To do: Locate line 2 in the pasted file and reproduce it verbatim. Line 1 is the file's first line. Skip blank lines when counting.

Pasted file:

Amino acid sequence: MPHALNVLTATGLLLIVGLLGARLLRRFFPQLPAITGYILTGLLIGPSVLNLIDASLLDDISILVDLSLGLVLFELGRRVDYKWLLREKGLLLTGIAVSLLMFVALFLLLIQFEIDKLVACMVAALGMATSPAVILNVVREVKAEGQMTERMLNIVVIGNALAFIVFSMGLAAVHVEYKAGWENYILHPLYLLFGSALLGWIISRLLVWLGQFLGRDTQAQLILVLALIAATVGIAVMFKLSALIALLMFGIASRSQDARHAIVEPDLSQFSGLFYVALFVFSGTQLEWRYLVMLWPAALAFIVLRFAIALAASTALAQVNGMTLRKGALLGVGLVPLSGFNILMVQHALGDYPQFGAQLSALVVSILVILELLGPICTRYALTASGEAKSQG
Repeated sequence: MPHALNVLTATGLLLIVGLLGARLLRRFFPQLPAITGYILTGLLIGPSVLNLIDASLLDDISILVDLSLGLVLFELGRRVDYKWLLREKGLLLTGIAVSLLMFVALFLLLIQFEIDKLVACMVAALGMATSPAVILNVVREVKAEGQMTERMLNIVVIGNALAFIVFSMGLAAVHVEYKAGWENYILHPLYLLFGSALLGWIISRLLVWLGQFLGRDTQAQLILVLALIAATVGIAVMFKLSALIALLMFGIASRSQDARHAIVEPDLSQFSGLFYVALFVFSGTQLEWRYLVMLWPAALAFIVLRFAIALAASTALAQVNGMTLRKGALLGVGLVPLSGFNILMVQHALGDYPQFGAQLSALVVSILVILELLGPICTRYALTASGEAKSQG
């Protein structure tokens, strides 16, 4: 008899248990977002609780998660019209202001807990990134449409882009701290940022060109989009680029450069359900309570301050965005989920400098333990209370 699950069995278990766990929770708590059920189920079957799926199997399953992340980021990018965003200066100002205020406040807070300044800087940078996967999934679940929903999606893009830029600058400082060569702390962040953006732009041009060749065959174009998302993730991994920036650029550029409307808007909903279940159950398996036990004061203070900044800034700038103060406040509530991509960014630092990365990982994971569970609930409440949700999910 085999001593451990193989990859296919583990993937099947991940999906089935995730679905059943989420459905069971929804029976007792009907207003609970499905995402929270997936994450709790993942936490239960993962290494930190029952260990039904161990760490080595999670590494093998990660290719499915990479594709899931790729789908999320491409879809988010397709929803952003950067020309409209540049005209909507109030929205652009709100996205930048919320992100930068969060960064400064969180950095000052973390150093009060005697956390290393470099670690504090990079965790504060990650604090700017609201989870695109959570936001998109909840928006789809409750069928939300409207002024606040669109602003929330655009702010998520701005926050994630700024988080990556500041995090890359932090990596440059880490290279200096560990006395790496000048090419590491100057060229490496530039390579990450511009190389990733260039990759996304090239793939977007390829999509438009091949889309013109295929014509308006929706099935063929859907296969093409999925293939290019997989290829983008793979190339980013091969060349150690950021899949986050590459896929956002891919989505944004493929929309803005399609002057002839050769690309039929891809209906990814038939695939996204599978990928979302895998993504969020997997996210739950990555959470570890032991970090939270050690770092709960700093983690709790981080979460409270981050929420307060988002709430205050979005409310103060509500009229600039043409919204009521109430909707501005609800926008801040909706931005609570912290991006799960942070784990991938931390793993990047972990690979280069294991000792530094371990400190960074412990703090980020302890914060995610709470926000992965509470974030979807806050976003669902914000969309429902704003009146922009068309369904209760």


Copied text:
Repeated sequence: MPHALNVLTATGLLLIVGLLGARLLRRFFPQLPAITGYILTGLLIGPSVLNLIDASLLDDISILVDLSLGLVLFELGRRVDYKWLLREKGLLLTGIAVSLLMFVALFLLLIQFEIDKLVACMVAALGMATSPAVILNVVREVKAEGQMTERMLNIVVIGNALAFIVFSMGLAAVHVEYKAGWENYILHPLYLLFGSALLGWIISRLLVWLGQFLGRDTQAQLILVLALIAATVGIAVMFKLSALIALLMFGIASRSQDARHAIVEPDLSQFSGLFYVALFVFSGTQLEWRYLVMLWPAALAFIVLRFAIALAASTALAQVNGMTLRKGALLGVGLVPLSGFNILMVQHALGDYPQFGAQLSALVVSILVILELLGPICTRYALTASGEAKSQG